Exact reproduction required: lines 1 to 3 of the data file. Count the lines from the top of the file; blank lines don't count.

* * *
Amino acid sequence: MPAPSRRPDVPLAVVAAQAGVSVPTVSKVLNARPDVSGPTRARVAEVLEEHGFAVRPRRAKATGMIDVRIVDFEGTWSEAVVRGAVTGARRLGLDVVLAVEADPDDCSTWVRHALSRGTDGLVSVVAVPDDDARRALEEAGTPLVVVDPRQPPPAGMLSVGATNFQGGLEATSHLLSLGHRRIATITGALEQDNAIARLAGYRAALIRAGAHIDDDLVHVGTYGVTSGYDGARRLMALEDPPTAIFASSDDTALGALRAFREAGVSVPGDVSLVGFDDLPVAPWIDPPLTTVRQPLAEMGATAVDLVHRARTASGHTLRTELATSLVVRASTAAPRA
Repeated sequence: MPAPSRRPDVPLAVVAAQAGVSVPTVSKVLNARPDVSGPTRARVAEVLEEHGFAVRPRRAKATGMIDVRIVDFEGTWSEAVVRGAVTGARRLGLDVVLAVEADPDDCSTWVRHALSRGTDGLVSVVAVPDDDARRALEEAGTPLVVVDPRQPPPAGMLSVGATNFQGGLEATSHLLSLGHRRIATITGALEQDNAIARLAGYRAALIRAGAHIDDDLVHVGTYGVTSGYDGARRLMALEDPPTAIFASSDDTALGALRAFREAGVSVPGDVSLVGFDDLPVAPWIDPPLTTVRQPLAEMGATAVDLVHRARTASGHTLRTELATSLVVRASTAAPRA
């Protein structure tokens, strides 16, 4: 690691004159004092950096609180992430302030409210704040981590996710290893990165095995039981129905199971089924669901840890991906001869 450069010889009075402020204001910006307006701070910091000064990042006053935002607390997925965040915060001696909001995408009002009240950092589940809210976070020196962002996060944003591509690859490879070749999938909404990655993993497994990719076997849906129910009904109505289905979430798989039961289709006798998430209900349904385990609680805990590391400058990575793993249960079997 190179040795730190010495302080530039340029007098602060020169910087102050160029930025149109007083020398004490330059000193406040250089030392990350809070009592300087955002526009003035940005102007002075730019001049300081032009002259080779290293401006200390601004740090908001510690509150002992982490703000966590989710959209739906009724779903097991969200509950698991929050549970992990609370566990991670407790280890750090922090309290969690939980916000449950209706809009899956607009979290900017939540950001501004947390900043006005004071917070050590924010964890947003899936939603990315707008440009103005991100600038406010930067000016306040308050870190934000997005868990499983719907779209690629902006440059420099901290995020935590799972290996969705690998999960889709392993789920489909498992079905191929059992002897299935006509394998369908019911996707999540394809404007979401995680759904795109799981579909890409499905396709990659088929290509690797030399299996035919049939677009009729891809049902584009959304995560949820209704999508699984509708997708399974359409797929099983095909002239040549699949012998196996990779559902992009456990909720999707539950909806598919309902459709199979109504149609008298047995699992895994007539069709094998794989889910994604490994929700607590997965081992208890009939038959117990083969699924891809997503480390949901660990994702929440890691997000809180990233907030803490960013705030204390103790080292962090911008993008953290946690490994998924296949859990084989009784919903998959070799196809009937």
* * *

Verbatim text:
Amino acid sequence: MPAPSRRPDVPLAVVAAQAGVSVPTVSKVLNARPDVSGPTRARVAEVLEEHGFAVRPRRAKATGMIDVRIVDFEGTWSEAVVRGAVTGARRLGLDVVLAVEADPDDCSTWVRHALSRGTDGLVSVVAVPDDDARRALEEAGTPLVVVDPRQPPPAGMLSVGATNFQGGLEATSHLLSLGHRRIATITGALEQDNAIARLAGYRAALIRAGAHIDDDLVHVGTYGVTSGYDGARRLMALEDPPTAIFASSDDTALGALRAFREAGVSVPGDVSLVGFDDLPVAPWIDPPLTTVRQPLAEMGATAVDLVHRARTASGHTLRTELATSLVVRASTAAPRA
Repeated sequence: MPAPSRRPDVPLAVVAAQAGVSVPTVSKVLNARPDVSGPTRARVAEVLEEHGFAVRPRRAKATGMIDVRIVDFEGTWSEAVVRGAVTGARRLGLDVVLAVEADPDDCSTWVRHALSRGTDGLVSVVAVPDDDARRALEEAGTPLVVVDPRQPPPAGMLSVGATNFQGGLEATSHLLSLGHRRIATITGALEQDNAIARLAGYRAALIRAGAHIDDDLVHVGTYGVTSGYDGARRLMALEDPPTAIFASSDDTALGALRAFREAGVSVPGDVSLVGFDDLPVAPWIDPPLTTVRQPLAEMGATAVDLVHRARTASGHTLRTELATSLVVRASTAAPRA
């Protein structure tokens, strides 16, 4: 690691004159004092950096609180992430302030409210704040981590996710290893990165095995039981129905199971089924669901840890991906001869 450069010889009075402020204001910006307006701070910091000064990042006053935002607390997925965040915060001696909001995408009002009240950092589940809210976070020196962002996060944003591509690859490879070749999938909404990655993993497994990719076997849906129910009904109505289905979430798989039961289709006798998430209900349904385990609680805990590391400058990575793993249960079997 190179040795730190010495302080530039340029007098602060020169910087102050160029930025149109007083020398004490330059000193406040250089030392990350809070009592300087955002526009003035940005102007002075730019001049300081032009002259080779290293401006200390601004740090908001510690509150002992982490703000966590989710959209739906009724779903097991969200509950698991929050549970992990609370566990991670407790280890750090922090309290969690939980916000449950209706809009899956607009979290900017939540950001501004947390900043006005004071917070050590924010964890947003899936939603990315707008440009103005991100600038406010930067000016306040308050870190934000997005868990499983719907779209690629902006440059420099901290995020935590799972290996969705690998999960889709392993789920489909498992079905191929059992002897299935006509394998369908019911996707999540394809404007979401995680759904795109799981579909890409499905396709990659088929290509690797030399299996035919049939677009009729891809049902584009959304995560949820209704999508699984509708997708399974359409797929099983095909002239040549699949012998196996990779559902992009456990909720999707539950909806598919309902459709199979109504149609008298047995699992895994007539069709094998794989889910994604490994929700607590997965081992208890009939038959117990083969699924891809997503480390949901660990994702929440890691997000809180990233907030803490960013705030204390103790080292962090911008993008953290946690490994998924296949859990084989009784919903998959070799196809009937």